Although not shown in FIG. 2, the reflective stripe 212 can be replaced by a mirror and a sensor can be used in the fixture 204 to indicate when the transponder antenna is aligned with the vehicle thrust vector. Also, the portion of the alignment fixture 210 containing the slot 211 can be removed and only the reflective stripe 212 used for alignment within the scope of the present invention.
After alignment of the transponder antenna centerline with a vehicle thrust vector, the transponder antenna is further aligned with a centerline of the automotive radar antenna to remove any translation offsets. Translation offsets are defined as mechanical deviations Δx and Δy from the projection of the vehicle thrust vector upon a perpendicular plane at a distance R from a boresite for the transponder antenna as illustrated in FIG. 3.
To remove the translation offset, a second laser beam 216 attached to the automobile and a reflective stripe 215 attached to the alignment fixture 210 are used. When the translation offsets Δx and Δy are zero, the second laser beam 216 will be transmitted through a narrow slot 214 in the alignment fixture 210 of the transponder and will impinge upon a thin reflective stripe 215 on the back wall of the fixture 210. An operator can move the alignment fixture and observe the second laser beam on the reflective stripe 215 to determine when the transponder antenna centerline is aligned along the vehicle thrust vector.
Although not shown in FIG. 2, the reflective stripe 215 can be replaced by a mirror and a sensor can be included with the laser fixture 213 for alignment. Also, the portion of the alignment fixture 210 containing the slot 214 can be disconnected from the portion containing the reflective stripe 215 within the scope of the present invention. The laser 213 can be located separate from the automotive radar or be combined as part of the automotive radar.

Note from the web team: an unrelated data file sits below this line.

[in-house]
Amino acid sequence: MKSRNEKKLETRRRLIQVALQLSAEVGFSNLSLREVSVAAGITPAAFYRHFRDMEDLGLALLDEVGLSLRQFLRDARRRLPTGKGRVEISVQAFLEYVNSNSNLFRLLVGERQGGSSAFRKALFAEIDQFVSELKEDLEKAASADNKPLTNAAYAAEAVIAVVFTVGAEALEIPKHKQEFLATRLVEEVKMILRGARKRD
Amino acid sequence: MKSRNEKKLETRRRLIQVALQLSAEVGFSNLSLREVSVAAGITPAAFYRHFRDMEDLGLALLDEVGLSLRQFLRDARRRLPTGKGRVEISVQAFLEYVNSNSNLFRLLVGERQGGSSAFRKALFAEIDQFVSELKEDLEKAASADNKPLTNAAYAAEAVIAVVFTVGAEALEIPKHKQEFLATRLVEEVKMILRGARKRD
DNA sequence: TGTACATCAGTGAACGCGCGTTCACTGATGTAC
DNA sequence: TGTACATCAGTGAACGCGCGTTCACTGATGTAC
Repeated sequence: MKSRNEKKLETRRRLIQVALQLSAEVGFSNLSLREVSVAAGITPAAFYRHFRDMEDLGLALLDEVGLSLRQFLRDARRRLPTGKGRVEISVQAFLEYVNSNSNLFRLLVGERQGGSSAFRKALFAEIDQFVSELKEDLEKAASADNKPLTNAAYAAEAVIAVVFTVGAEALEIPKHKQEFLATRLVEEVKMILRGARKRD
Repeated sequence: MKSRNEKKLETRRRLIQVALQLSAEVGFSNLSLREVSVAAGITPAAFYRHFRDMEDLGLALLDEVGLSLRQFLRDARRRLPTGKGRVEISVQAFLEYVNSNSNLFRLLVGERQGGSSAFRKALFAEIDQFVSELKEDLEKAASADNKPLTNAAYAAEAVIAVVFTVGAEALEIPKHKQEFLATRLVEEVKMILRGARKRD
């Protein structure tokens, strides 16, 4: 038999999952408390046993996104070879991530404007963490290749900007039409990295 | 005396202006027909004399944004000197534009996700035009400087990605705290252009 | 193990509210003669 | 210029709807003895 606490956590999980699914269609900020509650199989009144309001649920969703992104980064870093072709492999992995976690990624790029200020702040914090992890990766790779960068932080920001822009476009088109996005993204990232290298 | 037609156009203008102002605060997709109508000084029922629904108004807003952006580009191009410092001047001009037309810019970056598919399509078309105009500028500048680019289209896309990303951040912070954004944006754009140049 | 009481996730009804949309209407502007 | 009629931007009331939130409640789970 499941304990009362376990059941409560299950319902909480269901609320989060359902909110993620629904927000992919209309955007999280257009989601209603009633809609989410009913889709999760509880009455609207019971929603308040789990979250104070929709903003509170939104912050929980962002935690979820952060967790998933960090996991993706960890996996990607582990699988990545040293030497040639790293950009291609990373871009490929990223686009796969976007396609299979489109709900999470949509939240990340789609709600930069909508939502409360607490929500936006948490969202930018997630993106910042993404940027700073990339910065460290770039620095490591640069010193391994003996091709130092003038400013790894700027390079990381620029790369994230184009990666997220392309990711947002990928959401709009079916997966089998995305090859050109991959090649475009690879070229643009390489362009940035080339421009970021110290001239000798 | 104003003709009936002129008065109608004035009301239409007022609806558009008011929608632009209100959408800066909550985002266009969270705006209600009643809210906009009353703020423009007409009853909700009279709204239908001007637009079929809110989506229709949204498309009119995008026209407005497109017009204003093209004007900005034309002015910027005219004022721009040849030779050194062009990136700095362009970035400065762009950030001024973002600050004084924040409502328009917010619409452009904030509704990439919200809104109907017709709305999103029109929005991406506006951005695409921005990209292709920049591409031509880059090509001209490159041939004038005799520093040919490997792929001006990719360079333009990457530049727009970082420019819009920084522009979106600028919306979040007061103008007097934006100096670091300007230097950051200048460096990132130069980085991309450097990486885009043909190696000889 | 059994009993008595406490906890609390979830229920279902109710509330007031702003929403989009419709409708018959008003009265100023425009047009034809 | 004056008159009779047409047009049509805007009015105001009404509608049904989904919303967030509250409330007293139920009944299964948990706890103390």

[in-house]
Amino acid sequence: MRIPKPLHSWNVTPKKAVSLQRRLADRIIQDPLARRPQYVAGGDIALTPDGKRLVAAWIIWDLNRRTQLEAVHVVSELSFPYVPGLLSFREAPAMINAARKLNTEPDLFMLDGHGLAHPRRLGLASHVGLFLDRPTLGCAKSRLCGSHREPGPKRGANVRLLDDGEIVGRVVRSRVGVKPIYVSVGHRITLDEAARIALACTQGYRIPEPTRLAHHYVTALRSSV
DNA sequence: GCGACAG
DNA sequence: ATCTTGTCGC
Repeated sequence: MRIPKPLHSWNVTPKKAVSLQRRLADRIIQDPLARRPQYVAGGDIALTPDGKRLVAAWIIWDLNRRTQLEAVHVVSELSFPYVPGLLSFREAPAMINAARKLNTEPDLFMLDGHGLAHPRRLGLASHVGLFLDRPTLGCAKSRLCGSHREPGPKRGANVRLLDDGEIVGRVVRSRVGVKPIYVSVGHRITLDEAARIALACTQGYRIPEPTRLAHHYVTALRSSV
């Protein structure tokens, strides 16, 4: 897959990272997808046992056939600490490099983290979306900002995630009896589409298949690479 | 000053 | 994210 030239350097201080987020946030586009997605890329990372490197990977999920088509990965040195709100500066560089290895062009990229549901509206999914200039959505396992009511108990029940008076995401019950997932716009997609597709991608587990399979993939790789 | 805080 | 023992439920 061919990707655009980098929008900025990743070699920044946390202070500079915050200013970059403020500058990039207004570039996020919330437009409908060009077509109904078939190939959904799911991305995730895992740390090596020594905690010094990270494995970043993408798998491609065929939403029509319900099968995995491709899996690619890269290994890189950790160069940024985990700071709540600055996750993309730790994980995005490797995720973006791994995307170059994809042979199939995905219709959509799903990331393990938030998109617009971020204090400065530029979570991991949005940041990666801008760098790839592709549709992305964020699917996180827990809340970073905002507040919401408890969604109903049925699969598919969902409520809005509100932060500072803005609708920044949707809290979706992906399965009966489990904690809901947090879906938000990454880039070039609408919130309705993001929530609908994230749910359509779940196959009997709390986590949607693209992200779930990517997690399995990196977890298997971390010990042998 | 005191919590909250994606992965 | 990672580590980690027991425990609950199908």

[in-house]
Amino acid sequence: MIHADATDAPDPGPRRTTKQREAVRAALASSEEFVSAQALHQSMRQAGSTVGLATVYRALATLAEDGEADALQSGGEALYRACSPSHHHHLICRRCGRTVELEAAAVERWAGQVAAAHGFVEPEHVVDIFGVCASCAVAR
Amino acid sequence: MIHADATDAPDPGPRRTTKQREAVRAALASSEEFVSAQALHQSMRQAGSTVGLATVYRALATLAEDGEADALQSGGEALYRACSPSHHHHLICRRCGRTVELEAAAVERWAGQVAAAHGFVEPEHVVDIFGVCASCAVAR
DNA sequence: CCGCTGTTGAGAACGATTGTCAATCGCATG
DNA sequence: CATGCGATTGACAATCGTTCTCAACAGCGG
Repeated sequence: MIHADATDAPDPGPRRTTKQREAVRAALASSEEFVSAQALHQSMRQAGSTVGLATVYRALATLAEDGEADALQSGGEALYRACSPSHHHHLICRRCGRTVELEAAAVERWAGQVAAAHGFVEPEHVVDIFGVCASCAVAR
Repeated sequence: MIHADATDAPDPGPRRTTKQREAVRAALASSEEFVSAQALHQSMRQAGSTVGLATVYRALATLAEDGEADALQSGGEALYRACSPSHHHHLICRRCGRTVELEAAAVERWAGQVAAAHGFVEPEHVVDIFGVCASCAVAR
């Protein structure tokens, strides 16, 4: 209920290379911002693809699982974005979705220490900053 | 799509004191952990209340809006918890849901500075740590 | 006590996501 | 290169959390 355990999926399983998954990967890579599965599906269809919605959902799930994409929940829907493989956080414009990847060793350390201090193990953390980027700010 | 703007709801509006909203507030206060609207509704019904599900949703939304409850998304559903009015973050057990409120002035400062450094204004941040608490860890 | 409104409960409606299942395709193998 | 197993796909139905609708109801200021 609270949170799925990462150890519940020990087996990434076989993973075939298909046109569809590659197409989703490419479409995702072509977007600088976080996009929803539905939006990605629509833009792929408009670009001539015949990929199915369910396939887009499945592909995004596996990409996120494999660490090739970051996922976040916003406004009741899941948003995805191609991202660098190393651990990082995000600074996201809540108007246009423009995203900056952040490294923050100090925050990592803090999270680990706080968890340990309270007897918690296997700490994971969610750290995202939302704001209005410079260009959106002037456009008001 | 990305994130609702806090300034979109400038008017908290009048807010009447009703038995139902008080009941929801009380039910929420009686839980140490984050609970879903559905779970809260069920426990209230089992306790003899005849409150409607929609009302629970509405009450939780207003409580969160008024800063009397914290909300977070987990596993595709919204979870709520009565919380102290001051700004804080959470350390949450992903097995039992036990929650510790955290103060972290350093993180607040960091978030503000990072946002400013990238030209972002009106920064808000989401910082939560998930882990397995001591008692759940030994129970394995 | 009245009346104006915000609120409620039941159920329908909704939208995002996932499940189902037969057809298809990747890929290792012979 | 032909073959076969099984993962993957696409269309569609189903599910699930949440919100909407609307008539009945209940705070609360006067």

In another embodiment within the scope of the present invention, the second laser beam could be provided from a laser attached to the alignment fixture instead of the automobile. Accordingly, the reflective stripe 215 would be located on an automobile, or combined as part of the automotive radar. To set translation offsets Δx and Δy to zero, the second laser beam would then be transmitted from the alignment fixture 210 to the reflective stripe on the automotive radar.
Once the translation offsets Δx and Δy are removed, a first signal is transmitted from the automotive radar to the transponder. In response, the transponder transmits a return signal to the automotive radar system. The automotive radar then downconverts the return signal from the transponder to provide digital data which can be processed to indicate where a target simulated by the transponder is located relative to the automotive radar. The processing of the downconverted return signal can be accomplished using a digital signal processor or microprocessor. The result or output of the automotive radar signal processor will include the angle α. The angle a represents the offset of the electrical boresite of the automotive radar from the electrical boresite of an antenna of the transponder as represented in FIGS. 1 and 3. An example angle α output from the automotive radar might be two degrees to the left or right. The output can be shown on the display of the automotive radar system, or on the display of a separate test device connected to the automotive radar system. The automotive radar antenna can then be adjusted by an operator until the angle α is zero.
A block diagram for the transponder is shown in FIG. 4. The transponder antenna 500 can be designed to receive signals within a typical automotive radar range of 76.5±0.5 GHz to cover the full 76-77 GHz frequency range allocated by the Federal Communications Commission (FCC) for automotive radar systems used in the United States. A typical automotive radar spreads the spectrum of the radar signal over as much as 250 or more MHZ with a center frequency near 76.5 GHz. A given automotive radar system may operate over any portion of the 76-77 GHz frequency band assigned by the FCC.
A signal received by the antenna 500 is provided to one terminal of a circulator 530. A second terminal of the circulator 530 provides the signal through a bandpass filter 532 and attenuator pad 534 to a first input of a harmonic downconverter 536. The bandpass filter 532 serves to limit noise outside the desired 76-77 GHz region of the signal. A second input of the downconverter 536 is provided from the LO synthesizer 516 through the x4 multiplier 518 and x2 multiplier 520. The output of the downconverter 536 then provides an IF signal through an attenuator pad 537, amplifier 538 and bandpass filter 540. The bandpass filter 540 is designed to operate over the desired IF bandwidth and eliminate noise outside the IF bandwidth. A representative IF bandwidth for the filter 540 is shown as 700±150 MHz.